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Microsoft® Excel® 2013: Using Power View

Using maps

All the charts you have seen in Power View up to now are somewhat familiar to Excel users because they exist, although with some differences, in standard Excel. The map chart is a wonderful addition to Power View and, as you might imagine, it lets you draw charts on a map. Like all other Power View features, the beauty of the map chart is its simplicity.

To build a map chart, you need to have information about the locations of sales. In AdventureWorks, each customer contains the complete address through the DimGeography table, and you are going to use this information to create a map out of it. You find this data model in the companion workbook “CH10-02-Power View Map.xlsx.”

In Figure 10-26, you can see the data model for this demo.

Figure 10-26

Figure 10-26. The data model for the map demo contains the DimGeography table.

To start, simply select the Sales calculated field in a newly created Power View report and convert the table into a map by clicking the Map button on the DESIGN tab of the ribbon. After a bit of resizing, you end up with a map of the world that does not contain any information about sales. If you look at the field list, you will note that some columns have a world icon beside them; namely, City, EnglishCountryRegionName, and PostalCode.

In fact, Excel analyzed the content of the table and, having detected city and location names inside these objects, marked them as geographical columns. To draw circles on the map and start looking at the map, it is enough at this point to select EnglishCountryRegionName and put it into the LOCATIONS panel to project data using the geographical location of the region.

At this point, your chart will look like Figure 10-27.

Figure 10-27

Figure 10-27. The map chart is incredibly easy to create using geographical names as the source.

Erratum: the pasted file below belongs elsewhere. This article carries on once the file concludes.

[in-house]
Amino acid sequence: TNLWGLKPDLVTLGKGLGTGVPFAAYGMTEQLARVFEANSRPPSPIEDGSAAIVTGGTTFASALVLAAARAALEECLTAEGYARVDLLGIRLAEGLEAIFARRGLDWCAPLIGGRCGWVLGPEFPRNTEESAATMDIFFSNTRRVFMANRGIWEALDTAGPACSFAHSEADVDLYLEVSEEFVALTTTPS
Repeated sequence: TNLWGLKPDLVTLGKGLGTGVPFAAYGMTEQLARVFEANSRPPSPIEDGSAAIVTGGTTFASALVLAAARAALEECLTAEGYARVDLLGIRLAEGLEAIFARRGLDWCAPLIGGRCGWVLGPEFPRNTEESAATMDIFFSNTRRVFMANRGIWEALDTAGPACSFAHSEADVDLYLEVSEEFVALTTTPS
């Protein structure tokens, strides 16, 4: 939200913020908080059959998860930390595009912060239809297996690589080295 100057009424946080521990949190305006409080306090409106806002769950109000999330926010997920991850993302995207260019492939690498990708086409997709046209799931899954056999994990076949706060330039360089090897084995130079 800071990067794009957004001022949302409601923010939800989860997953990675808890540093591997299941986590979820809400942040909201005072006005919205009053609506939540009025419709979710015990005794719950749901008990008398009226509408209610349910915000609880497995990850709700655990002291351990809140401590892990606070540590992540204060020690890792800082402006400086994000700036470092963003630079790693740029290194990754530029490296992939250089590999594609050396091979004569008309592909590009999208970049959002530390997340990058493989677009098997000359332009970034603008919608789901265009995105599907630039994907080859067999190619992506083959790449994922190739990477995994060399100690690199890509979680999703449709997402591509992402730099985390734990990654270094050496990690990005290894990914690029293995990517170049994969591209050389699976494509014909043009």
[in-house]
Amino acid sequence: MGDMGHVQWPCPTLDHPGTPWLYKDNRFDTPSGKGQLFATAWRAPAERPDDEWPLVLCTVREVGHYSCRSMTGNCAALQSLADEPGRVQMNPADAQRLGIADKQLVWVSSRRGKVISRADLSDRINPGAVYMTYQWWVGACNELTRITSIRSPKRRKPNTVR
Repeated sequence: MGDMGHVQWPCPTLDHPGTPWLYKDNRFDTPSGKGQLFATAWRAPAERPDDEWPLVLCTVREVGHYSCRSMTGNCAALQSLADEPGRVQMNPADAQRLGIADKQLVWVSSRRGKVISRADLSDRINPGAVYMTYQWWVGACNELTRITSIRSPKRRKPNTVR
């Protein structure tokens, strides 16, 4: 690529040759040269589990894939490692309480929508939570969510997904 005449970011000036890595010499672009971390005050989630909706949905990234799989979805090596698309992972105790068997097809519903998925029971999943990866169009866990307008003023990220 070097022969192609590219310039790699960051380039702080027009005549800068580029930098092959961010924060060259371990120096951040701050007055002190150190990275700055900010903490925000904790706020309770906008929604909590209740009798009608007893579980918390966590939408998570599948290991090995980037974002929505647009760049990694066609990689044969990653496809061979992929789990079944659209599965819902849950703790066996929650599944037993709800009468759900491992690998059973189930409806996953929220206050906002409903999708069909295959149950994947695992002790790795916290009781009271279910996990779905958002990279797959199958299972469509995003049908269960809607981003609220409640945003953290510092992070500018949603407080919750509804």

This chart is amazingly simple to create. When you zoom into Europe, you will see that the points drawn are at the country level only—there is no information about the cities. The reason for this is pretty obvious: you used the country name as the slicer. To get more detailed information, you can try to add the city after the country in the LOCATION panel, but surprisingly, nothing changes in the report after you do this. In fact, even if you are able to add many columns to the LOCATION panel, only the first one is shown on the map. All the remaining ones are used for drill-down operations, which you will learn later.

A way to get more detailed information might be to remove the country and leave the city in the LOCATION pane. After a few seconds, during which geographical resolution happens, you will see many points in the map, and if you zoom on Paris in France, you will see the report shown in Figure 10-28.

Figure 10-28

Figure 10-28. Using the city, the map is much more detailed, showing cities instead of countries.

Unfortunately, there are at least two cities named Paris in the world: there is one in France, and there is another in Texas. When you say that you want to plot data for the city of Paris, which one do you mean? You clearly need a way to distinguish between these two (and possibly others as well).

Because only one column can be used on the map, the solution is to create a calculated column that concatenates the various pieces of the address into a single place. The expression for the calculated column is as follows:

FullCityName =

    DimGeography[City] & ", " &
    DimGeography[StateProvinceName] & ", " &
    DimGeography[EnglishCountryRegionName]

Now each column contains the full specification of the city (that is, the city, the state or province, and the country). By using this column, you will get detailed information about locations, with no ambiguity.

When drawing maps, you can even add more information to your chart by using a separation by color. In Figure 10-29, you can see a map where we assigned the category to the color axis and added a slicer for the country region. You can see that each point in the map has turned into a small pie chart, colored as the legend indicates.

Figure 10-29

Figure 10-29. When you add a color axis, each point is turned into a small pie chart and colored by category.

You can modify the way a map chart is shown on the LAYOUT tab of the Excel ribbon. You can change the map background to make the map look like satellite view or look like a road map, modify the legend, and other cosmetic options.